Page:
While many of the experiences of disabled adults and children and young people are similar, they are not the same. It is not appropriate that the concerns and interests of children and young people are simply subsumed under those of adults. In order to ensure that the rights of disabled children and young people are not sidelined in the new Convention, it is imperative that their different perspectives are properly reflected and made explicit in its text. Only by so doing, will the rights of disabled children and young people be adequately represented.

Addressing the rights of disabled children and young people

In order to ensure the visibility of disabled children and young people in the disability Convention, Rights into Action would like to draw attention to the following proposals for consideration in the drafting process:

  1. The Preamble, in drawing on existing human rights law to affirm that it applies to all human beings, needs to mention explicitly that this includes children and young people.
  2. When addressing the principles of autonomy and self-determination, three dimensions need to be included with regard to disabled children and young people:

    • the right to express their views on all matters of concern to them and to have their views taken seriously in accordance with their age and maturity6;
    • the right to exercise rights on their own behalf consistent with their evolving capacities7;
    • the right to support and encouragement to enable them to develop their capacities in order that they can participate in the exercise of their rights and take increasing levels of responsibility for their own lives8.

  3. Parents' have rights and responsibilities in respect of their children to provide direction and guidance in helping their children exercise their rights9. Many disabled children experience difficulties in gaining respect for their capacities to take responsibility for their own decision-making. Parents need to be supported and encouraged to recognise and respect their children's right to increasing levels of autonomy in accordance with their evolving capacities.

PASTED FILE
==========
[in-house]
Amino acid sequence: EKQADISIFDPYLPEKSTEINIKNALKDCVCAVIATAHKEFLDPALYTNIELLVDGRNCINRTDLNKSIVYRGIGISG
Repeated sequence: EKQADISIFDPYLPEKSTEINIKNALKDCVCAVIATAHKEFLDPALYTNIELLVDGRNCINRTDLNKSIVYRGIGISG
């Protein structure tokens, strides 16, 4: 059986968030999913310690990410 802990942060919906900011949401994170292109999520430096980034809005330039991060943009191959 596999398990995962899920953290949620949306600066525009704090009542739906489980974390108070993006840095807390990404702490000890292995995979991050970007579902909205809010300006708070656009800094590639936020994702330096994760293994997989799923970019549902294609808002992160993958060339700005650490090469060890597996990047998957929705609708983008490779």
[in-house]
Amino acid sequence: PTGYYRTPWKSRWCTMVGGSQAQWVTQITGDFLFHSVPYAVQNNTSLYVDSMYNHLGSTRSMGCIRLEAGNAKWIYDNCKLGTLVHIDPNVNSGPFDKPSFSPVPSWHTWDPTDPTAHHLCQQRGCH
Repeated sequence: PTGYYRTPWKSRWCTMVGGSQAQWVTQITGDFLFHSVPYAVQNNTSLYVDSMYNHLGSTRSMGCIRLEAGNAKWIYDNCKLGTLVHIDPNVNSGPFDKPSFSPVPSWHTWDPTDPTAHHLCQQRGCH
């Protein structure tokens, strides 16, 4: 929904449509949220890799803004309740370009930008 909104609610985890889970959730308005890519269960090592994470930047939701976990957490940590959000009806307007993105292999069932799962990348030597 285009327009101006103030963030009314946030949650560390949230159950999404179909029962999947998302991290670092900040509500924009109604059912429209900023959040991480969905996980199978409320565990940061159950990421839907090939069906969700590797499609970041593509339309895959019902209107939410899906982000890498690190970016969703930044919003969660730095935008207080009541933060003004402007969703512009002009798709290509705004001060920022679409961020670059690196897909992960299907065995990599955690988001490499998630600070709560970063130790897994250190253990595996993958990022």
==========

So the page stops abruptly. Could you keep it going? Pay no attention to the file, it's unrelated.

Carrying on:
4. The right to protection from all forms of violence and abuse, including physical punishment, needs to be extended expressly to children and young people as well as adults10. In most countries it remains socially and legally acceptable to hit children, and disabled children are disproportionately vulnerable to bullying aswell as physical, sexual and emotional abuse11. In countries lacking formal governments or which are experiencing armed conflict the particular vulnerability of disabled children and young people gives rise to specific concern. Explicit obligations need to be imposed on governments to take measures to tackle violence and abuse of disabled children and young people. Many current child protection strategies are inappropriate and inaccessible to disabled children.
  5. Governments must undertake commitments to ensure that disabled people, including children and young people, are aware of their rights and that there are legal remedies available to them when those rights are violated12. Legal remedies need to be available and accessible to disabled children and young people as well as adults.
  6. Recognition needs to be given to the right of disabled children and young people, as well as adults, to be consulted and participate in, for example13: